This past weekend’s sunny Saturday morning was a quintessential suburban spring day. I gathered with hundreds of other families at a local high school for our children’s swim meet. We traveled there in our comfortable cars, air conditioners blowing, driving over clean safe streets. We all met up at the large, inviting pool, where we spent our day watching our happy, healthy children churn their way through the clear, blue water.
As always, the meet started with a few sweet little girls warbling the national anthem. Everyone stood; most forgot to remove their hats; and about half sang along. Hands on hearts were not de rigueur, even amongst the children.
As I stood and stared out upon the singularly blessed crowd surrounding me, I wondered how many of them were thinking about the commitment that lies behind the national anthem: a promise to take up arms to protect “the land of the free and the home of the brave.” In our suburban wonderland, we take for granted our freedoms. We also fairly consistently ignore the sacrifices that, for more than two hundred years, American men and women (but mostly men) have made on our behalf to preserve, not only our freedoms, but also the plenty that invariably flows from their preservation.
That very same Saturday night, I had the opportunity to look into the lined faces of people who, in the past, defended our freedoms, and into the still-unlined faces of those who stand willing to do so today and tomorrow. The occasion was the annual Battle of Midway Celebration, an event commemorating that significant battle (one ensuring that, for the war’s duration, Japan would not dominate the seas) and to honor those few survivors who served during those terrible and important days.
As a native San Franciscan, I’d long seen the elegant marquee shading the entrance to the San Francisco Marines Memorial Club, but I’d never really thought about what might be housed inside. I knew I was in for an aesthetic treat, however, the moment I entered the lobby, which is an elegant space with wood paneling, and discreetly rich decor. What distinguishes it from being just another generically fancy downtown hotel lobby is the Marine memorabilia scattered about the space, including the dashingly-attired stuffed (or was it carved?) bulldog nestled in an alcove.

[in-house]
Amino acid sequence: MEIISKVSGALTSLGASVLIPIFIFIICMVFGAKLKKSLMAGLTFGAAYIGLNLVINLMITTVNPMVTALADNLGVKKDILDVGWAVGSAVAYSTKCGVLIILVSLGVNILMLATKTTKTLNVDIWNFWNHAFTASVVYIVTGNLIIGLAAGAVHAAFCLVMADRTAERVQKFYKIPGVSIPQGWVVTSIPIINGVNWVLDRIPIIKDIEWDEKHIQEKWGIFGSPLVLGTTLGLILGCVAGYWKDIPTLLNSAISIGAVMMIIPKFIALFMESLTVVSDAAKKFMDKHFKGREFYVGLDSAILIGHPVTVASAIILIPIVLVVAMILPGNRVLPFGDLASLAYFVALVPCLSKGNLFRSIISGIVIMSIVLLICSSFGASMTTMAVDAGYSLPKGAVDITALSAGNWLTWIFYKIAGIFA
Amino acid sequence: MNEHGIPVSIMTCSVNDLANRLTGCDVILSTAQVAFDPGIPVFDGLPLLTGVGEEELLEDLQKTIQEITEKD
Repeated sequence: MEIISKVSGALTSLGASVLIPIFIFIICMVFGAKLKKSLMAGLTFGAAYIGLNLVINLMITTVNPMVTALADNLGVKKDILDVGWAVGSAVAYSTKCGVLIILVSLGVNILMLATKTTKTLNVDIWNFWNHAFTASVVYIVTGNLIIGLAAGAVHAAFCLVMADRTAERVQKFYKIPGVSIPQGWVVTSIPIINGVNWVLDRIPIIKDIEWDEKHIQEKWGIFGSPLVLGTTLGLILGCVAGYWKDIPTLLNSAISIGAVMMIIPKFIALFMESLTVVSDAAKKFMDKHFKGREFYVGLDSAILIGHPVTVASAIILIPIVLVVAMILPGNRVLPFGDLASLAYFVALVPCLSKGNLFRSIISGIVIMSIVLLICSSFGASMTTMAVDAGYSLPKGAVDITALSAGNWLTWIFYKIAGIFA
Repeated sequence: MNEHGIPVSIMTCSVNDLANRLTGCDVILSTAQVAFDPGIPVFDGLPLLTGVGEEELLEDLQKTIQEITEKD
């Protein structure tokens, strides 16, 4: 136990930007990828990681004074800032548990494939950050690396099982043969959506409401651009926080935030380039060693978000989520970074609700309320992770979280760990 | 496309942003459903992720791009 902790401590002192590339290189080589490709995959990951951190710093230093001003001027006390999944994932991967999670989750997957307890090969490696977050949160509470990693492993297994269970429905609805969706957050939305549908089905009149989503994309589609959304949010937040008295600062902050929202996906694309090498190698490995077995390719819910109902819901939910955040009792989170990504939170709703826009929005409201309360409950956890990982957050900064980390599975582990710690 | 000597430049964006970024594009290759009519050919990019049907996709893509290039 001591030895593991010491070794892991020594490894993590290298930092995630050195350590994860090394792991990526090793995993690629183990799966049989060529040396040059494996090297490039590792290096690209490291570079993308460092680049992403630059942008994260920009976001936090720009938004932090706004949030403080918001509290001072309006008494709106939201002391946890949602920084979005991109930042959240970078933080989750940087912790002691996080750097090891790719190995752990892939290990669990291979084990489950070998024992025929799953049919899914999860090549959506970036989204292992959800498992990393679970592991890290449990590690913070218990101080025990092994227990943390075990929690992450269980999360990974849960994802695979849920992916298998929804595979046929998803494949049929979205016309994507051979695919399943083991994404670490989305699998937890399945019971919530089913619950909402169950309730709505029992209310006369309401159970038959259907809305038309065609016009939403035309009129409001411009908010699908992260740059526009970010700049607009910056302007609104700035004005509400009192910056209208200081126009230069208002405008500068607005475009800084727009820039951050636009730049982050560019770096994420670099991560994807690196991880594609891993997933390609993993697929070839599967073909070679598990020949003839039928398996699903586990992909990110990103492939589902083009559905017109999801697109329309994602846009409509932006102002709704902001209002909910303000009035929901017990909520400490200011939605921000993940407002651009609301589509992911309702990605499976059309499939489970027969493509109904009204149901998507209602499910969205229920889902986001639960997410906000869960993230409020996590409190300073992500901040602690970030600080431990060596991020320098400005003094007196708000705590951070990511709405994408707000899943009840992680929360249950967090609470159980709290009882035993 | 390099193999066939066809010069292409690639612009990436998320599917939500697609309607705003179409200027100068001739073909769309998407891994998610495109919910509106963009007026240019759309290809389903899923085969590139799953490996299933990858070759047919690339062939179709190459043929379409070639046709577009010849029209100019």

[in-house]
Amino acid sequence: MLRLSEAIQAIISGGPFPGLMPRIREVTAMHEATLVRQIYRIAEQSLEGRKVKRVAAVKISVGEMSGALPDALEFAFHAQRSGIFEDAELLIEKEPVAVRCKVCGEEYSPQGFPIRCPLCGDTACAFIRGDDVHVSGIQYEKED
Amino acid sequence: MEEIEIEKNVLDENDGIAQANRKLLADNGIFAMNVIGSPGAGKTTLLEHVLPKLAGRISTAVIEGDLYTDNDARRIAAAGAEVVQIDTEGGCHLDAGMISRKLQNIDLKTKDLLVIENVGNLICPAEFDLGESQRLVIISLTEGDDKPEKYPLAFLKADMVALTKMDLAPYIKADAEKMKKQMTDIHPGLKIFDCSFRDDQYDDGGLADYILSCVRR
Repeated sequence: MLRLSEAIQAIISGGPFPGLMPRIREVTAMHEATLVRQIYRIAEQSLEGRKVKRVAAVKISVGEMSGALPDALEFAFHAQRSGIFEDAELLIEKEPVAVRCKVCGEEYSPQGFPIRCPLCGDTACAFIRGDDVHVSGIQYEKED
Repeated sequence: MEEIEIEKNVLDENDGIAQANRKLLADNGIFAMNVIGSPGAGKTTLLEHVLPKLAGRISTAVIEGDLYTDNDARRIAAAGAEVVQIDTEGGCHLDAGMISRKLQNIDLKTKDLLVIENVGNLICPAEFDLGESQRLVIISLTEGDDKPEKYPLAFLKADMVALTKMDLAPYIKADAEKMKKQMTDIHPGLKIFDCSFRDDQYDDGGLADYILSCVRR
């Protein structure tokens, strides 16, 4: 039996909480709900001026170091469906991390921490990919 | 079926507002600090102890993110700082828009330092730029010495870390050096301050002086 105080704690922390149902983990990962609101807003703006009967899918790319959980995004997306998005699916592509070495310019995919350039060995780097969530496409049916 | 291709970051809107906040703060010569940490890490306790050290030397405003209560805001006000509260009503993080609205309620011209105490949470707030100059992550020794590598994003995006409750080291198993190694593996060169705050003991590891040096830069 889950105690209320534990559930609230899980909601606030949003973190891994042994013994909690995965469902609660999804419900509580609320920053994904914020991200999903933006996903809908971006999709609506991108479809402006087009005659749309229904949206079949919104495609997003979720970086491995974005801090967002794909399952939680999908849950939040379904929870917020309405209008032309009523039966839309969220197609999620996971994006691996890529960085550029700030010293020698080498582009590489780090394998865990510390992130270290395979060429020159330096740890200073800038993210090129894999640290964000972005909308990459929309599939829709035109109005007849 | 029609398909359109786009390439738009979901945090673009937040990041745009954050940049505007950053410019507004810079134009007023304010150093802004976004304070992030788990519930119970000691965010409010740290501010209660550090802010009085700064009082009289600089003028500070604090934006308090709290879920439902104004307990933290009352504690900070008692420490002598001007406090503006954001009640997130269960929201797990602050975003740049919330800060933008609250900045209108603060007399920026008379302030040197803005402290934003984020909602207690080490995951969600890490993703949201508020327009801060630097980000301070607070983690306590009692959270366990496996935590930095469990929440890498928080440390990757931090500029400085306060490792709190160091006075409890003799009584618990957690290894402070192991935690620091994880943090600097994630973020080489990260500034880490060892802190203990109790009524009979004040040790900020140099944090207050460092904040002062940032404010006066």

The reception itself was held high on the 11th floor, which boasts three rooms: a cozy, old-fashioned library that looks more suited to an English country house than a downtown semi-high rise, a mid-size reception room decorated in perfect regency style, and a large and elegant banquet room, also in regency style. This came as a pleasant surprise, because I had feared a heavy Victorian hand, complete with red flocked wall paper, massive amounts of dark and carved wood, and silly, heavy epergnes dominating every flat service. I was therefore delighted by the open, airy rooms, with their high ceilings and restrained decorations. And because of their very restraint, these rooms were the perfect setting for the real décor: the guests.